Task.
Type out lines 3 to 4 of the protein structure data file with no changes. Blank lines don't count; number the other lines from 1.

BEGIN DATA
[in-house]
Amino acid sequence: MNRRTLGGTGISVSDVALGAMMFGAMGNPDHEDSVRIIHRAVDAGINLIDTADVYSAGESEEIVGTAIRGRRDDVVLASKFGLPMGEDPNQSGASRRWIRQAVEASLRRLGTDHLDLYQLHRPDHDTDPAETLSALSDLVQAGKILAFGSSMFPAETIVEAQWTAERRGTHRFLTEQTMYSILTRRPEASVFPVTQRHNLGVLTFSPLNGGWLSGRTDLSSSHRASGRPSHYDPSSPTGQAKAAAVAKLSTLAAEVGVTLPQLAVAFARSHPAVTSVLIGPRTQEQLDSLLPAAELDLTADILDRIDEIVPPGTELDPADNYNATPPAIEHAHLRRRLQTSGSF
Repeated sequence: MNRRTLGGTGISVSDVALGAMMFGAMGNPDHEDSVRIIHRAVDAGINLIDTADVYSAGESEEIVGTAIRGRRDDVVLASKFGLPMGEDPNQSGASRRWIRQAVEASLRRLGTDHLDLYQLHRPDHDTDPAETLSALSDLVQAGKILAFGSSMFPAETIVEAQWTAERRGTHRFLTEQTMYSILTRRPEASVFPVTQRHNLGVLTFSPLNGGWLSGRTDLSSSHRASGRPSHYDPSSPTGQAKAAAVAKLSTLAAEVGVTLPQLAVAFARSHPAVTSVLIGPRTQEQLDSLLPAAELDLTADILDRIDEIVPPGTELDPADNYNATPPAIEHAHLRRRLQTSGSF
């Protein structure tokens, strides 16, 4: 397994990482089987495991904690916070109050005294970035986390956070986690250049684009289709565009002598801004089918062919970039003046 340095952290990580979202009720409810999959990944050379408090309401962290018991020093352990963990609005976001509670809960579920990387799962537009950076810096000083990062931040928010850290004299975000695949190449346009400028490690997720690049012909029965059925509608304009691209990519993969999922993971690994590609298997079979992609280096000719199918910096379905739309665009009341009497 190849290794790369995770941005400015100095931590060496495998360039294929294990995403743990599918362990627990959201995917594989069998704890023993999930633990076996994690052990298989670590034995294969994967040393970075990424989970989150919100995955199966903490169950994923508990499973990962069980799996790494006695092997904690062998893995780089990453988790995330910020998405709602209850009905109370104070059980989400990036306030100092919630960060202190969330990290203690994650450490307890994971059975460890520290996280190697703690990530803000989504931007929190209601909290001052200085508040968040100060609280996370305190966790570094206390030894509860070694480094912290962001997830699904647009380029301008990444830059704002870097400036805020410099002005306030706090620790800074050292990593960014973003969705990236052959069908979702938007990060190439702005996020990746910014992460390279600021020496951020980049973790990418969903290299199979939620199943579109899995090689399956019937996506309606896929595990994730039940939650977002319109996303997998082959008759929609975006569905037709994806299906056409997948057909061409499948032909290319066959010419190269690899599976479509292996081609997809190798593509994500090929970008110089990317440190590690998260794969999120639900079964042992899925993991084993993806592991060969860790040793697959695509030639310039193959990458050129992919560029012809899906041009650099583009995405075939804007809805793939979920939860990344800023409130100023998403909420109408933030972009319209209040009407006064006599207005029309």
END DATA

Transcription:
Repeated sequence: MNRRTLGGTGISVSDVALGAMMFGAMGNPDHEDSVRIIHRAVDAGINLIDTADVYSAGESEEIVGTAIRGRRDDVVLASKFGLPMGEDPNQSGASRRWIRQAVEASLRRLGTDHLDLYQLHRPDHDTDPAETLSALSDLVQAGKILAFGSSMFPAETIVEAQWTAERRGTHRFLTEQTMYSILTRRPEASVFPVTQRHNLGVLTFSPLNGGWLSGRTDLSSSHRASGRPSHYDPSSPTGQAKAAAVAKLSTLAAEVGVTLPQLAVAFARSHPAVTSVLIGPRTQEQLDSLLPAAELDLTADILDRIDEIVPPGTELDPADNYNATPPAIEHAHLRRRLQTSGSF
């Protein structure tokens, strides 16, 4: 397994990482089987495991904690916070109050005294970035986390956070986690250049684009289709565009002598801004089918062919970039003046 340095952290990580979202009720409810999959990944050379408090309401962290018991020093352990963990609005976001509670809960579920990387799962537009950076810096000083990062931040928010850290004299975000695949190449346009400028490690997720690049012909029965059925509608304009691209990519993969999922993971690994590609298997079979992609280096000719199918910096379905739309665009009341009497 190849290794790369995770941005400015100095931590060496495998360039294929294990995403743990599918362990627990959201995917594989069998704890023993999930633990076996994690052990298989670590034995294969994967040393970075990424989970989150919100995955199966903490169950994923508990499973990962069980799996790494006695092997904690062998893995780089990453988790995330910020998405709602209850009905109370104070059980989400990036306030100092919630960060202190969330990290203690994650450490307890994971059975460890520290996280190697703690990530803000989504931007929190209601909290001052200085508040968040100060609280996370305190966790570094206390030894509860070694480094912290962001997830699904647009380029301008990444830059704002870097400036805020410099002005306030706090620790800074050292990593960014973003969705990236052959069908979702938007990060190439702005996020990746910014992460390279600021020496951020980049973790990418969903290299199979939620199943579109899995090689399956019937996506309606896929595990994730039940939650977002319109996303997998082959008759929609975006569905037709994806299906056409997948057909061409499948032909290319066959010419190269690899599976479509292996081609997809190798593509994500090929970008110089990317440190590690998260794969999120639900079964042992899925993991084993993806592991060969860790040793697959695509030639310039193959990458050129992919560029012809899906041009650099583009995405075939804007809805793939979920939860990344800023409130100023998403909420109408933030972009319209209040009407006064006599207005029309």